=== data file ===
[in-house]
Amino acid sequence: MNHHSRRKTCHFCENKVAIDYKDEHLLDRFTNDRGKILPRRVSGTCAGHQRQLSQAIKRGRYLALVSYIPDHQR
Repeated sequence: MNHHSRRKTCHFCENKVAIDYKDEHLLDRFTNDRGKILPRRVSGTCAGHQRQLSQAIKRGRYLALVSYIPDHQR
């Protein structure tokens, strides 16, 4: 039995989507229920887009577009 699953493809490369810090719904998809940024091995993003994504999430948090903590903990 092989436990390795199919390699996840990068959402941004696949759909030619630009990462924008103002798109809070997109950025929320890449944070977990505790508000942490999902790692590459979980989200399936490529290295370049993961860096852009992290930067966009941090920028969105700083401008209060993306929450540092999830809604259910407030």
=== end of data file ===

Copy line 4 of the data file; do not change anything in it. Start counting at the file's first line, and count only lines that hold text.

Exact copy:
């Protein structure tokens, strides 16, 4: 039995989507229920887009577009 699953493809490369810090719904998809940024091995993003994504999430948090903590903990 092989436990390795199919390699996840990068959402941004696949759909030619630009990462924008103002798109809070997109950025929320890449944070977990505790508000942490999902790692590459979980989200399936490529290295370049993961860096852009992290930067966009941090920028969105700083401008209060993306929450540092999830809604259910407030």